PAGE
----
Oquendo v. Dorado Beach Hotel Corp., 382 F. Supp. 516 (D.P.R. 1974)

US District Court for the District of Puerto Rico - 382 F. Supp. 516 (D.P.R. 1974)
October 10, 1974

382 F. Supp. 516 (1974)

Abraham Melecio OQUENDO et al., Plaintiffs,

Civ. No. 74-268.

United States District Court, D. Puerto Rico.

October 10, 1974.

*517 Francisco Aponte Pérez, Santurce, P. R., for plaintiffs.

Fiddler, González & Rodríguez, San Juan, P.R., for defendant.


PESQUERA, District Judge.

Plaintiffs' employees commenced this action for the recovery of back wages in the Superior Court of the Commonwealth of Puerto Rico on December 13, 1973, claiming that they had worked overtime for defendant employer in activities related to the hotel industry from September 14, 1964 to December 30, 1968, without having been paid the extra compensation for their services provided by law. On February 13, 1974 defendant was served with copies of the summons and complaint and on March 11, 1974 removed the action to this Court pursuant to 28 U.S.C. Section 1441 et seq. Said removal was based on a claim or right arising under the laws of the United States, namely Section 301 of the Labor Management Relations Act of 1947, as amended, 29 U.S.C. Section 185(a), which governs suits for breach of contract between an employer and a labor organization representing employees in an industry affecting commerce as defined in LMRA.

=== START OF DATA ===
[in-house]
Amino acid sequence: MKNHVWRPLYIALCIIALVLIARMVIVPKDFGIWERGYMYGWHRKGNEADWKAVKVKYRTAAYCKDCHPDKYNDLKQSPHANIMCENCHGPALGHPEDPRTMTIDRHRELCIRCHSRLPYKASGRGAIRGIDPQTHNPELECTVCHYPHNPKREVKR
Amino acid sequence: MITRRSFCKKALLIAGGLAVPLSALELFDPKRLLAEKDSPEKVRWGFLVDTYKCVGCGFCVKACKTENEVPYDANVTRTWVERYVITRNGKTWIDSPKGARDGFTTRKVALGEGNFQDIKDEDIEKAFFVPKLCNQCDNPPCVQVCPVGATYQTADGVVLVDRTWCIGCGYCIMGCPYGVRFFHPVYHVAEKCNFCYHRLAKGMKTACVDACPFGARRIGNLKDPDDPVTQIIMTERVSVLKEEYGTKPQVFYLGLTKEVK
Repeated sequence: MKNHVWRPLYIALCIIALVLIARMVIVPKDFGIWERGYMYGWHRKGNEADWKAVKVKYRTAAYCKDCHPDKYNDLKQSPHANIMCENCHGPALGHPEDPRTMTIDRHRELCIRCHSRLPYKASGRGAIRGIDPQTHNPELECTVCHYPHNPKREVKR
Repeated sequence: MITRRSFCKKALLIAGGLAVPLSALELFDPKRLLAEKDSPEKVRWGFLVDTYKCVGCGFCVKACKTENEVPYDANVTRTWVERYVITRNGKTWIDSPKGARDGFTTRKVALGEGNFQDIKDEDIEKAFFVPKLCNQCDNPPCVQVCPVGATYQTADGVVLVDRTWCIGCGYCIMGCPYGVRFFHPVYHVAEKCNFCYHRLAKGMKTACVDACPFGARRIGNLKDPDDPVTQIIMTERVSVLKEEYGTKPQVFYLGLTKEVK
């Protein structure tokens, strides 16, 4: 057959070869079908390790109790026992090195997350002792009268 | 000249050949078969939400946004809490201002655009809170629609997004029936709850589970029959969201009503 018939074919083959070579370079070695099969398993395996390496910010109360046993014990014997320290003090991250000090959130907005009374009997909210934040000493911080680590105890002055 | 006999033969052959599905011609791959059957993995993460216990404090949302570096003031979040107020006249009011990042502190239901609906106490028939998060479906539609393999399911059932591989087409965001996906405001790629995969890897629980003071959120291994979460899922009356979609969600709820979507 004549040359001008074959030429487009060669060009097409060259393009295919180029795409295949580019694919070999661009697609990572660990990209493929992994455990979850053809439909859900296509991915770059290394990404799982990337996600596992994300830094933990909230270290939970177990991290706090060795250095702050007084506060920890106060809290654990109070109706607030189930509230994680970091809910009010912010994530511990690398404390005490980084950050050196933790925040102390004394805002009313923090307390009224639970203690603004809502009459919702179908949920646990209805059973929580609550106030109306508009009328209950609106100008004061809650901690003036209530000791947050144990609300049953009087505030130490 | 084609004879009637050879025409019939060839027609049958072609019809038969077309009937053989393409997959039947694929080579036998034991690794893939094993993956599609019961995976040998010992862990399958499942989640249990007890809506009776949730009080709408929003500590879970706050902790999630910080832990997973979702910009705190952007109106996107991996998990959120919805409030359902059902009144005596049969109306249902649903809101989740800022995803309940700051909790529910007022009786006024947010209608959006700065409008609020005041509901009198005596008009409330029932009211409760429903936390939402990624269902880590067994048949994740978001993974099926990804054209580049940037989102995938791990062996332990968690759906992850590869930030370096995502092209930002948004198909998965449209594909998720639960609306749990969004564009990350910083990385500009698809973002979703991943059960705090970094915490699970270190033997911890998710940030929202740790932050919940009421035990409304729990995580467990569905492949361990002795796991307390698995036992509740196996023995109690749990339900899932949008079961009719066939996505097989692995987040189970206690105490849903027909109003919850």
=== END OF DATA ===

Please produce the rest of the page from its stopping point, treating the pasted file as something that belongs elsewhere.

On April 10, 1974, plaintiffs opposed defendant's removal petition by way of a motion to remand contending that the action is based on local labor laws and consequently this Court lacks federal question jurisdiction on removal.

The jurisdictional question was then fully briefed by both parties and the Court is now in a position to pass upon the merits of plaintiffs' motion to remand and defendant's petition for removal.